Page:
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Transgenic cow research at AgResearch Liz Carpenter Dairy Biotechnology.

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Presentation on theme: "Transgenic cow research at AgResearch Liz Carpenter Dairy Biotechnology."— Presentation transcript:

1 Transgenic cow research at AgResearch Liz Carpenter Dairy Biotechnology

2 Contents of the Talk Introduction to AgResearch Terminology Steps to develop a transgenic Biological implications Ethical implications Questions

3 Introduction to AgResearch One of the largest life sciences companies in the Southern hemisphere Employs > 1300 staff Have science capabilities in: Plant genes Animal genes Food and health Agri-technologies Sustainable resource management

4 Transgenic programme Aim:produce high value proteins, for use in human pharmaceuticals, in cow’s milk First transgenic calves born in 2000 Approx. 25 people involved in the generation of successful transgenics Planning and research has taken more then 6 yr

5 Terminology (i) Genome of an organism The set of chromosomes, containing all the genes and associated DNA. DNA (deoxyribonucleic acid) String of nucleotides (bases A, T, G, C) which carries the genetic information of a cell. Carries the necessary information to construct proteins.

6 Terminology (ii) Gene Segment of DNA that codes for a protein Cloning Creates a whole organism from a single cell This organism will have all the same genes as the original cell…including any genetic modifications

7 Terminology (iii) Transgenic animal DNA from one species, or altered DNA from the same species, is introduced into the genome

8 How to make a GMO cow in 7 basic steps Identify trait (gene) of interest Extract DNA (with gene) from source Isolate gene sequence Design transgene Transform bovine cells with transgene Select for transgene positive cells Clone with genome from these cells

9 How to make a GMO cow in 7 basic steps Identify trait (gene) of interest Increased casein production in milk leads to: - increased calcium in milk - improved processing for cheese Human-derived myelin basic protein (MBP) produced in milk could be used as a therapeutic for people with Multiple Sclerosis (MS)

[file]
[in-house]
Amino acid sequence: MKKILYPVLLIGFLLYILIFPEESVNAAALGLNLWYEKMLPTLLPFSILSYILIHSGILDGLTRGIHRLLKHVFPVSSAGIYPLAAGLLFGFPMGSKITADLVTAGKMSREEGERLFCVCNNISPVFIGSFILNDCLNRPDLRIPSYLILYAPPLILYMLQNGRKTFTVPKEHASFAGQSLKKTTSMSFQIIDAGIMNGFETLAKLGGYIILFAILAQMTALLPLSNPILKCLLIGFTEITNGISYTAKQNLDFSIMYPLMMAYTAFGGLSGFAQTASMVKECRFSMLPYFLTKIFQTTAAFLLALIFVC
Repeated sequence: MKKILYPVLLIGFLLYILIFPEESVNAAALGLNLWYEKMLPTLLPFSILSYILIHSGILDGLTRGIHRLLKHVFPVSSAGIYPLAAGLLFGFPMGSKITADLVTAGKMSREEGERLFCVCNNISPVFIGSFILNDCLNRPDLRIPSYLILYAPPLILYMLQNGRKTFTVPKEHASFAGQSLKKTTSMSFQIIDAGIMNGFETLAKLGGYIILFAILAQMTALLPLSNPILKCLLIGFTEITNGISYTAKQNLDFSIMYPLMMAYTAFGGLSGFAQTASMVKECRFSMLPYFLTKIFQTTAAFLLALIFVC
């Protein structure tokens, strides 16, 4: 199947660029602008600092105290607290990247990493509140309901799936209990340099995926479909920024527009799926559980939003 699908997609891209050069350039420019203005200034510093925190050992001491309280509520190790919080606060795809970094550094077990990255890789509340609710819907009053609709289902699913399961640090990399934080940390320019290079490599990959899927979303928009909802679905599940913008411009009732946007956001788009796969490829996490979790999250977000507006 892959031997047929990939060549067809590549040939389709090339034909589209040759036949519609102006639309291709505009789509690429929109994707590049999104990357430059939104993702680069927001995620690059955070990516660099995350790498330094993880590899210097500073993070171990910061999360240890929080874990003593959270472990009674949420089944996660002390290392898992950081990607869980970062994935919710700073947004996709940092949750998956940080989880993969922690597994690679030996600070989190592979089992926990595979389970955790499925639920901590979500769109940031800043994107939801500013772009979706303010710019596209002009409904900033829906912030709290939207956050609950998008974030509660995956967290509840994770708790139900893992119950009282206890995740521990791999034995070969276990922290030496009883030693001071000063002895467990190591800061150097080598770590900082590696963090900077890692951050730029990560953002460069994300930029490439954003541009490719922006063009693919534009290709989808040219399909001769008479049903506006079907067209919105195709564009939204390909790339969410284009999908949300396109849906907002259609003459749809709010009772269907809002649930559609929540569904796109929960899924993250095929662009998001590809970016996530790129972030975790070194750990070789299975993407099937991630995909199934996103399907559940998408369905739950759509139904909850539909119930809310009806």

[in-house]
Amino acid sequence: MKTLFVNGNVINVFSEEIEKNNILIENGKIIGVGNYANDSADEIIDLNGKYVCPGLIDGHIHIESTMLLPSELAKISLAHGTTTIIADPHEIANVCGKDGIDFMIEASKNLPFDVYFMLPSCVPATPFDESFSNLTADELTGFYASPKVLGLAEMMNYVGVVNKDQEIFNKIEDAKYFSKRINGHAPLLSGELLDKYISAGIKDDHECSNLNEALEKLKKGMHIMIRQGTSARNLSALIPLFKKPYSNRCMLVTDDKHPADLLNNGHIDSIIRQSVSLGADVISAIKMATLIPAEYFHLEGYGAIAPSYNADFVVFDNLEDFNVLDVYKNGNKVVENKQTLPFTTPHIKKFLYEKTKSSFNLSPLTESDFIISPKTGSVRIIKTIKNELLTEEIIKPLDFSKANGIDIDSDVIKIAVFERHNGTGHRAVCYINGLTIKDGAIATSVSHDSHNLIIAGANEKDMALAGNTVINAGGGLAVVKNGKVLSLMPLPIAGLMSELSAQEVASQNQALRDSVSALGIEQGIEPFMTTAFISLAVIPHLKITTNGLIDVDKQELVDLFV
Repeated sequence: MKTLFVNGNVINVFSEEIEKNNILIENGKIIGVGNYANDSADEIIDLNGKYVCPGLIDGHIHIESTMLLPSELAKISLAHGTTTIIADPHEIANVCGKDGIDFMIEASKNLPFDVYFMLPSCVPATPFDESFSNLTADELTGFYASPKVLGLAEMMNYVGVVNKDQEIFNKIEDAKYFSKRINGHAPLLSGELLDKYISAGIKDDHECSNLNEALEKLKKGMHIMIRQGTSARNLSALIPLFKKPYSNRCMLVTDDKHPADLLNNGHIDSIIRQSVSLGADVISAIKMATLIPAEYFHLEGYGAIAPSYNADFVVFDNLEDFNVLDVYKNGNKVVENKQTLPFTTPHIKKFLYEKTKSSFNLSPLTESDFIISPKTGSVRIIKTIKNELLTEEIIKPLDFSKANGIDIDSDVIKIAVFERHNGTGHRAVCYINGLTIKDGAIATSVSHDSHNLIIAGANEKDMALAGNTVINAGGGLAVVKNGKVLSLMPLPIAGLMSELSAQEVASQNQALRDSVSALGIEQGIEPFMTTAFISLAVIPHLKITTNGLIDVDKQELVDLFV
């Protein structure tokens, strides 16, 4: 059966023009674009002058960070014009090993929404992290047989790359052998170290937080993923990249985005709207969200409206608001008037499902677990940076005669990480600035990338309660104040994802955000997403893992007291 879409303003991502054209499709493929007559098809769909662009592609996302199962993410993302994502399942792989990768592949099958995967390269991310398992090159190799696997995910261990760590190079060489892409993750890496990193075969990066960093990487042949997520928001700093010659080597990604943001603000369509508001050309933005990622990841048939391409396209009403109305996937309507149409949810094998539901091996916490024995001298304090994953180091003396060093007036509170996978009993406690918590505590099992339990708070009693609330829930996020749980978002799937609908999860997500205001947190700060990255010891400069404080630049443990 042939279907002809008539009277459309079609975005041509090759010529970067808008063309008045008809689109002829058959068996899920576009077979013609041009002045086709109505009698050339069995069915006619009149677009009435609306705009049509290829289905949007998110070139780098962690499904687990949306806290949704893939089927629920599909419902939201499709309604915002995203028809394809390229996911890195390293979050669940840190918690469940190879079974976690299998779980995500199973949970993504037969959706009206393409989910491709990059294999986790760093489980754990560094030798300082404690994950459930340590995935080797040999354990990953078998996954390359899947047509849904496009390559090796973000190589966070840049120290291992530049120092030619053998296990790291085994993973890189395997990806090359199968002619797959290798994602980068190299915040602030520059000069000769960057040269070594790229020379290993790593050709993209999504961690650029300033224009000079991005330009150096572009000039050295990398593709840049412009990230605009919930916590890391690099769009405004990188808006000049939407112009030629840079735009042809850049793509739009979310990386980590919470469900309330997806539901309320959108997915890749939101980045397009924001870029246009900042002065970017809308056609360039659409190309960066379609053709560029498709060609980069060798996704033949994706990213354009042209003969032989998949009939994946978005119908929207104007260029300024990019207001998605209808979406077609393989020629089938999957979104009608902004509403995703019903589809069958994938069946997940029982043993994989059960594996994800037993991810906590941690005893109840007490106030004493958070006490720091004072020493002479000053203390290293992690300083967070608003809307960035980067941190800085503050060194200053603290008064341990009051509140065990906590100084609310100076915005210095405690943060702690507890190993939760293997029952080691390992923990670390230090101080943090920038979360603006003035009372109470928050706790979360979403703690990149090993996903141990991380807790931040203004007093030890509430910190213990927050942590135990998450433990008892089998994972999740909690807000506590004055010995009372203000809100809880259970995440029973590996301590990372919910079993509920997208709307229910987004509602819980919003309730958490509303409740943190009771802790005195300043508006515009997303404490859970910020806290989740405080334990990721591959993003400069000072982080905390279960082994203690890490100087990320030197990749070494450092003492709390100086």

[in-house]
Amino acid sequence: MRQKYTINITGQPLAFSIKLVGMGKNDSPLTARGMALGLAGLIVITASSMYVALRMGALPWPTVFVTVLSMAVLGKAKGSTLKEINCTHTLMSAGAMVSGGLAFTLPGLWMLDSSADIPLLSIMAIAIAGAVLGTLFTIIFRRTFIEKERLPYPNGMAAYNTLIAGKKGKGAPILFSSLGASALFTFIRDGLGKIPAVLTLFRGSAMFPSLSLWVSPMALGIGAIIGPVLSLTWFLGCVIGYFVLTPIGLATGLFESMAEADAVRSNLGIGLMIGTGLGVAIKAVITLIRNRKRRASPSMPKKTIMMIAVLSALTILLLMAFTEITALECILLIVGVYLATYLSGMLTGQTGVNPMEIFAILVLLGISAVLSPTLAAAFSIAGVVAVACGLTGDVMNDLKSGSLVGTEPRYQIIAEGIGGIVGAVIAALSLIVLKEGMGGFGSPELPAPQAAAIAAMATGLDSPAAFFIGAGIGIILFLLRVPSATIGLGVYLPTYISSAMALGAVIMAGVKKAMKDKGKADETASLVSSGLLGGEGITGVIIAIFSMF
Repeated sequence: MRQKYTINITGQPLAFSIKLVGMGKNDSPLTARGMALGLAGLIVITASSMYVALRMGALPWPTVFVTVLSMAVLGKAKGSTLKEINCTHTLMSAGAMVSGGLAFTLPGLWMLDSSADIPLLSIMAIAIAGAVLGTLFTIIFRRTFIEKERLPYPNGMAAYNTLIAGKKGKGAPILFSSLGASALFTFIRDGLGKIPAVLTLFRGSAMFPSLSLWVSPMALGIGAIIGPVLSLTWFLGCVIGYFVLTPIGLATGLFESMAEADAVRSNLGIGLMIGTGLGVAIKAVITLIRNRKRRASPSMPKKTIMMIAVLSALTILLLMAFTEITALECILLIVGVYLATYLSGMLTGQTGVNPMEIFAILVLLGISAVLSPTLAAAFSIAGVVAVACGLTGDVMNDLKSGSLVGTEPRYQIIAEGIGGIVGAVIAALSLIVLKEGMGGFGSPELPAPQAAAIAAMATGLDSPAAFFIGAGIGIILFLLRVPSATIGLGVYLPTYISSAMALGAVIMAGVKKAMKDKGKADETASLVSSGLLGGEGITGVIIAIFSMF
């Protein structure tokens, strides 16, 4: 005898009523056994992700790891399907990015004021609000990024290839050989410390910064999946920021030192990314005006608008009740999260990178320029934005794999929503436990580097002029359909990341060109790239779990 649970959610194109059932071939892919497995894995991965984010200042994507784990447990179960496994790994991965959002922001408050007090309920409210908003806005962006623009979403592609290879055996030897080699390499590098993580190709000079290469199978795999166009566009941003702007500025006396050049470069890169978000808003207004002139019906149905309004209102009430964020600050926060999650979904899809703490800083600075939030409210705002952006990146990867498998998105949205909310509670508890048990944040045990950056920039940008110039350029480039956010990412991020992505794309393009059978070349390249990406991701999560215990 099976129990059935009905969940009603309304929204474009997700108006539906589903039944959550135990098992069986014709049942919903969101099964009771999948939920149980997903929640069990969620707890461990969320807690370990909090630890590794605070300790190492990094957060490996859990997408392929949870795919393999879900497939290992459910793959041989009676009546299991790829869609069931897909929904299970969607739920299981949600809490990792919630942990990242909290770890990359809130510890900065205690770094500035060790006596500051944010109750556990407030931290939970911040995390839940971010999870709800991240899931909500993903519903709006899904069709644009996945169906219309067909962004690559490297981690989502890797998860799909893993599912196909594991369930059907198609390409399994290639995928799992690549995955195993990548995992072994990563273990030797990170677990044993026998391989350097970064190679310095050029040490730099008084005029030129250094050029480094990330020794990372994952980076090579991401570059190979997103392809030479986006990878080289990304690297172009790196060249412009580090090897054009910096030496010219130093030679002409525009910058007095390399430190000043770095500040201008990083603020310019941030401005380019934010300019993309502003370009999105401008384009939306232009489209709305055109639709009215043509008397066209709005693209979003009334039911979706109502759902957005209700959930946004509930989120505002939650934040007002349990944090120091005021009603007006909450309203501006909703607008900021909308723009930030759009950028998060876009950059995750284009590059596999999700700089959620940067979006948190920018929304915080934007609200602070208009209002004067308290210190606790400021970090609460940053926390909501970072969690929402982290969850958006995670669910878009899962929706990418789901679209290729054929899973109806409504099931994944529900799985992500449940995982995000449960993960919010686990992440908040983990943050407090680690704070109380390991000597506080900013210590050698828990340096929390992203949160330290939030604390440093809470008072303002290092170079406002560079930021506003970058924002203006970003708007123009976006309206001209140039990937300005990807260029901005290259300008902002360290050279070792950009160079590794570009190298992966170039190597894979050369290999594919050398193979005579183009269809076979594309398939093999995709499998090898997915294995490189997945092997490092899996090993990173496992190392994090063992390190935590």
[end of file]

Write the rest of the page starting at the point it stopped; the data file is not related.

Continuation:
10 How to make a GMO cow in 7 basic steps Identify trait (gene) of interest Extract DNA (with gene) from source - A bovine genome library was screened by PCR for colonies containing the casein DNA sequence - Plasmid DNA was extracted as a source of the casein DNA sequence

11 How to make a GMO cow in 7 basic steps Identify trait (gene) of interest Extract DNA (with gene) from source Isolate gene sequence The DNA sequence is cut out of the bacterial plasmid with specific restriction enzymes There are over 100 restriction enzymes, and each cuts DNA at a specific nucleotide sequence

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13 How to make a GMO cow in 7 basic steps Identify trait (gene) of interest Extract DNA (with gene) from source Isolate gene sequence Design transgene The gene must be adapted to be expressed in the bovine mammary gland

14 How to make a GMO cow in 7 basic steps The transgene is made up of the desired gene, bracketed by a: a)selectable marker gene, e.g. antibiotic b)promotor sequence c)termination sequence StartStopSelectionDesired gene

15 How to make a GMO cow in 7 basic steps Identify trait (gene) of interest Extract DNA (with gene) from source Isolate gene sequence Design transgene Transform bovine cells with transgene

16 How to make a GMO cow in 7 basic steps Identify trait (gene) of interest Extract DNA (with gene) from source Isolate gene sequence Design transgene Transform bovine cells with transgene Select for transgene positive cells - Cells are incubated with an antibiotic - Cells which have the transgene integrated into the chromosome will survive

17 Selection Cell carrying transgene + antibiotic for 2 days Check for presence of transgene by PCR & Southern blot

18 PCR (polymerase chain reaction) DNA unzips when heated Single strands of complementary DNA bind together(A – T, G – C, T – A, C – G) DNA polymerase repairs second strand of DNA (assuming free nucleotides present)